The Internet of Things Goes Industrial

IIoT collects, analyzes ‘big data’ to add efficiencies, predict maintenance on machines Most people have had experience with the Internet of Things – defined as the interconnect…

IIoT collects, analyzes ‘big data’ to add efficiencies, predict maintenance on machines

Most people have had experience with the Internet of Things – defined as the interconnection via the internet of computing devices embedded in everyday objects, enabling them to send and receive data. Amazon’s Alexa and Apple’s Siri are popular examples that can be found in homes, interacting with humans and providing information.

The IoT reaches beyond virtual assistants. Cars now have automatic braking to avoid collisions, self-parking features and more. Security systems enable people to keep an eye out for suspicious activity at their homes or businesses via connected devices.

A more recent development is the Industrial Internet of Things, or IIoT. Although the various components for its use have been in place individually for years, more recent developments have enabled the IIoT to do everything from rapidly analyzing vast amounts of data for quick fact-finding to monitoring machine safety and predictive maintenance.
Paul Dunn and Chris McBride are on the Central Michigan University faculty and coordinators of the SAP Next-Gen chapter at CMU, which involves a team working on the Internet of Things for manufacturing. SAP Next-Gen chapters are established at globally leading universities to accelerate “innovation with purpose” in classrooms and with industry partners.

The key to bringing the IIoT to its current state involved linking systems and software together in a way that provides timely and important information.

“Parallel processing in systems like Hadoop allows businesses to analyze large volumes of data quickly enough to be able to act on business insights soon enough to begin to see cost benefits,” Dunn explained.

McBride noted the evolution of processor chips and the increased amount of random access memory, or RAM, in today’s industrial servers.

“The amount of RAM in servers today is well above the technical limitations of just a few years ago,” McBride said. “It is possible to have terabytes of RAM where a decade ago, 64 or 128 megabytes of RAM was the limit of many servers. The ability to load massive data sets into the application server or database server memory is what enabled the technology to become feasible.”

While both men agree that autonomous vehicles are the “sexiest” application of the IIoT, with hundreds of individual devices in a vehicle working together to provide safety, a more common use of IIoT technology is to keep the machines humming.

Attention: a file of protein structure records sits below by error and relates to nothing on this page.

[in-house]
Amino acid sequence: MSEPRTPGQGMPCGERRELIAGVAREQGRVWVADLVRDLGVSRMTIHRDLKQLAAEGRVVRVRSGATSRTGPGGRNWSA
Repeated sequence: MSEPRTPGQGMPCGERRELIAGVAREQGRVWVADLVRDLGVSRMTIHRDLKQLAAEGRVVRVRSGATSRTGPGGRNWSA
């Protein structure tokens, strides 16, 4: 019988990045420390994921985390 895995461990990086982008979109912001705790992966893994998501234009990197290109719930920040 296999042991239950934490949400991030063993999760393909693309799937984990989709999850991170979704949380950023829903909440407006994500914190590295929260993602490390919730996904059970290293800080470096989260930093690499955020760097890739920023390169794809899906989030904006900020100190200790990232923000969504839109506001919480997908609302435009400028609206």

“The long-term goal for many companies today is predictive maintenance,” McBride explained. “Most companies I have spoken with see predictive maintenance as a strategic priority.”

Dunn took the concept further. He used as an example a mining company in a very remote area, far from the company’s service centers. The use of the IIoT to monitor machine safety and performance allows predictive, proactive maintenance instead of reactive maintenance after a piece of equipment has failed, which could bring operations to a standstill.

“Predictive maintenance is using data that take the real history into account,” he said. “It’s very interesting when you run different predictive models and change variables such as operating environment temperature and humidity, which have a large impact on the equipment’s life and maintenance needs.

“The normal use of a piece of equipment is what causes problems, so understanding that and identifying failures, along with root-cause analyses, allows companies to get a very good handle on maintenance,” Dunn added.

While both said the return on investment for the IIoT is difficult to ascertain for manufacturers, the monetary gain may be in monitoring the data.

“There is a local manufacturing company that installs various sensors in their machines and then the customer subscribes to a monitoring service,” McBride said. “Many manufacturers don’t have the expertise or tools to do this type of technology; and for them, I believe these kinds of subscription services will help them keep pace with companies that can do it.”

As to the future of the IIoT? That’s hard to gauge. Advancements are surely going to take place, but putting a price on the technology is another thing.

“While ‘everyone’ is doing it, it is isolated in many cases and many are simply pilots or proofs of concept,” McBride said. “There are a lot of things to consider before a company can fully integrate everything with IIoT, and it may not make sense for every company. From the technologist point of view, the possibilities are endless, but the value proposition is difficult at this point.”


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